Demetrius Andrade debuts strong at 168, plowing over Demond Nicholson

Demetrius Andrade wanted to make a point in his 168-pound debut against Demond Nicholson.

It’s safe to say “Boo Boo” did.

Coming off a 13-month layoff due to surgery on his right shoulder, Andrade (32-0, 19 KOs) looked solid in beating Nicholson (26-5-1, 22 KOs) by 10-round unanimous decision.

“I felt good, I can definitely tell the weight difference, but the speed and combinations and the IQ was the plan today and that’s what we did,” Andrade said. “The weight (was different).”

As for fighting either of the Charlo brothers or the David Benavidez-Caleb Plant winner next, Andrade said, “The only way I can say I’m the best is by fighting the best. Everyone knows that Demond Nicholson is a dog. That’s why we took this fight. He took this fight because he knew I was coming up and he definitely has the animal in him. He showed it today and we’re just boxing – IQ.

“I threw some nice combinations and some nice hard shots, but he came in shape. People get up to fight me. We're going to look to see who's available at 168 pounds. I'm just going to get stronger, sharper and faster too.”

At the opening bell, Andrade, the 34-year-old southpaw who’s naturally right-handed, came out fast, throwing wild shots at Nicholson, who retreated back to the ropes and grabbed Andrade.

With 1:10 left in the second, Andrade dropped Nicholson for the 12th time in his career with what looked like a straight left. Nicholson tried pleading his case to referee Malik Waleed to no avail.

With 2:11 left in the fifth, it looked like Andrade was knocked down, when a Nicholson right appeared to land on the body. Waleed, however, called it a slip. Andrade found his rhythm and quickly regained control of the fight. Nicholson began pecking Andrade in the sixth with a consistent jab, and he backed it by talking and harassing Andrade. Still, Andrade won the round, picking apart Nicholson.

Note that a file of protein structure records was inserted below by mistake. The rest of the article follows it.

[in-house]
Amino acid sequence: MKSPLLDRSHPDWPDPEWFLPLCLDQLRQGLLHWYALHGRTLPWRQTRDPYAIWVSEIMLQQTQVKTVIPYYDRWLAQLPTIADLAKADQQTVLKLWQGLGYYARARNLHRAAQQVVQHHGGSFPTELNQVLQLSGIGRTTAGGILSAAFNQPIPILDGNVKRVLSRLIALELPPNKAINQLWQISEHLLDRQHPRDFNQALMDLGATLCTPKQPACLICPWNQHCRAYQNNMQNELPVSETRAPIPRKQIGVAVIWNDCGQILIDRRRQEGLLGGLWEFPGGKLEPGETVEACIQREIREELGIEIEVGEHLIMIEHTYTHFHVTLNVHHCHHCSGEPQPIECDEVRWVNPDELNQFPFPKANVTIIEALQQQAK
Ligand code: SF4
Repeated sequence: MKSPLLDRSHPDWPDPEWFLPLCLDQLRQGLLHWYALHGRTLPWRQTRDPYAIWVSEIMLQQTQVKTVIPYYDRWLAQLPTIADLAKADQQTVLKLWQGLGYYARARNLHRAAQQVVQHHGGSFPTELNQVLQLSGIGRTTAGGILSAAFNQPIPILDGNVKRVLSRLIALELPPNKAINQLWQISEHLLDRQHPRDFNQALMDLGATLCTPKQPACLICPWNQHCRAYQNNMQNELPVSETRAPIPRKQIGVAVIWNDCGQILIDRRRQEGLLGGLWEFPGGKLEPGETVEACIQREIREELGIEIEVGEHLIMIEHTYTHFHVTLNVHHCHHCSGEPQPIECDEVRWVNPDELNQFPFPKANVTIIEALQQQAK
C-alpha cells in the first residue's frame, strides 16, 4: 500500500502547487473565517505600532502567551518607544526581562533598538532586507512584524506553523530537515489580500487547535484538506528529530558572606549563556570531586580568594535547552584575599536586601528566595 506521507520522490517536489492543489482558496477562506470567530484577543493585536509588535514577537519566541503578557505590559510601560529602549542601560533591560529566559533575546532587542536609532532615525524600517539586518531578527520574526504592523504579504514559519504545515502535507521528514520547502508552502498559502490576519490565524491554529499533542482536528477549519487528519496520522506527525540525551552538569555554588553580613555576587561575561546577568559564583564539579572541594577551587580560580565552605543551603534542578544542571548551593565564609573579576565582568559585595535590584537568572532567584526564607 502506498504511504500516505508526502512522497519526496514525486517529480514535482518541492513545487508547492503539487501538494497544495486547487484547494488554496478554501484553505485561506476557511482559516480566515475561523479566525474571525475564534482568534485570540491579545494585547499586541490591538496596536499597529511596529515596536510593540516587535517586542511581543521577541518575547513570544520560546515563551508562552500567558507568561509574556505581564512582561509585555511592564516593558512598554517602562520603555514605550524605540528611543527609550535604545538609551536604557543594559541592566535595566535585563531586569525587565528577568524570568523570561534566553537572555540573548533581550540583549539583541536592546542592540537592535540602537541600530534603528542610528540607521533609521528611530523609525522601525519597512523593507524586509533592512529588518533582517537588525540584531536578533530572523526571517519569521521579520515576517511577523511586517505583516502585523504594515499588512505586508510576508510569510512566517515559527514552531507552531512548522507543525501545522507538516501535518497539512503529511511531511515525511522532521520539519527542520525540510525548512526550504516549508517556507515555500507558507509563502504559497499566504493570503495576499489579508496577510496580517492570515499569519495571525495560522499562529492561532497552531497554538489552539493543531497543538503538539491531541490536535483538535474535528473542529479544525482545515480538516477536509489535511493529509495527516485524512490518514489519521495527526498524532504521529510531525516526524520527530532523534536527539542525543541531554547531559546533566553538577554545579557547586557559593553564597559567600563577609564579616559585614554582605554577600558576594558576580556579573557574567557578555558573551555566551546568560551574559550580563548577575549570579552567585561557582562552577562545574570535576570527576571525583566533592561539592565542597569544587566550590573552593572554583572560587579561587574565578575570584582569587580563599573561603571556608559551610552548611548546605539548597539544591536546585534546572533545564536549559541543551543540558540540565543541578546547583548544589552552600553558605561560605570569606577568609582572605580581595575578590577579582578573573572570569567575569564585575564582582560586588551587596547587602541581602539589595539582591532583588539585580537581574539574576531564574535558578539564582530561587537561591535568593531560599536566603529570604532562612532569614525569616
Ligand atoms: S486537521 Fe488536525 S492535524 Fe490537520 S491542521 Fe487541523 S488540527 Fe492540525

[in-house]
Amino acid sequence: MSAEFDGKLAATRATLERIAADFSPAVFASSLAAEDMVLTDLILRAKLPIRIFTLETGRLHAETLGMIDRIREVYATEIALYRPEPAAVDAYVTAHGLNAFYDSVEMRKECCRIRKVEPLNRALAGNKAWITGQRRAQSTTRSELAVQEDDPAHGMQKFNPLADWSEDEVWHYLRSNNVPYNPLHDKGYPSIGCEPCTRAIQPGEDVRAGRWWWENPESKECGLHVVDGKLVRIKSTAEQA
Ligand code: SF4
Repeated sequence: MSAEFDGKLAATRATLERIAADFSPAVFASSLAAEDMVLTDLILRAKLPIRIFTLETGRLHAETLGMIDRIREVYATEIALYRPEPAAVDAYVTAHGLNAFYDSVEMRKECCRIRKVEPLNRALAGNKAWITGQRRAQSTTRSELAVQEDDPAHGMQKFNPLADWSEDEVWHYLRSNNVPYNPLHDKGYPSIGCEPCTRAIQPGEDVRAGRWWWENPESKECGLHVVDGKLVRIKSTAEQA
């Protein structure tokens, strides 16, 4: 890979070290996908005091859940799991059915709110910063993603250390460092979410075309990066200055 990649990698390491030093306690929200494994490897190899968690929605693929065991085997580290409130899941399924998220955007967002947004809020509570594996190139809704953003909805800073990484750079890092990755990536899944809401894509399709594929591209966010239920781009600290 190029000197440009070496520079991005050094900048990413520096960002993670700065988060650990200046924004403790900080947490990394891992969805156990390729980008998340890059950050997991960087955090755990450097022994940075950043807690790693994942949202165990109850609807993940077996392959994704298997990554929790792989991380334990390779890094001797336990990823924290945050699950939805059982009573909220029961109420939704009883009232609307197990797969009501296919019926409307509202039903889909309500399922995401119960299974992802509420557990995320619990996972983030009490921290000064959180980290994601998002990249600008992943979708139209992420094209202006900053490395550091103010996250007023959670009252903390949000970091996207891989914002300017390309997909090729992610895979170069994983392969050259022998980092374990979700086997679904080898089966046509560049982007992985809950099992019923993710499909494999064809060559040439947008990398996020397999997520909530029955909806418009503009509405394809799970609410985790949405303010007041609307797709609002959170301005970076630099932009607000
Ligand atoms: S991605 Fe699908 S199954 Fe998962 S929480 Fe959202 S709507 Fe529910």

With :40 left in the 10th, Andrade knocked down Nicholson a second time with a left to the jaw, followed by a right hook—putting the exclamation point on Andrade’s super middleweight debut.

“That was definitely clean,” Andrade said. “Nice left. Definitely a knockdown. That left hand. Boom. It was great to be here. I want to thank SHOWTIME for the opportunity and PBC and everyone that came out today. It’s me again baby!

"I thought I would be able to get him out of there in the deep waters, but he's a tough guy. I think we both cut each other early in the fight, but at the end of the day we do what we have to do.”

Other undercard results:

Super welterweight Vito Mielnicki, Jr. (14-1, 9 KOs) looked impressive in stopping Omar Rosales (9-2-1, 5 KOs) at :26 of round four of a scheduled 10-rounder.

Super lightweight Brandun Lee (27-0, 23 KOs) methodically tore down Diego Luque (21-11-2, 10 KOs) with a patient jab, mixed with an occasional body shot and eventually won in the fourth round of the scheduled eight-rounder with Luque’s corner threw in the towel at 2:55.

In a scheduled six-round super welterweight fight, Travon Marshall (7-0, 6 KOs) made quick, easy work of Shawn West (7-3-1, 4 KOs), stopping West at :48 of the first round. Marshall pinned West against the ropes early and referee David Braslow saw enough to end it, despite West’s protests.

For a closer look at Davis vs Garcia, check out our fight night page.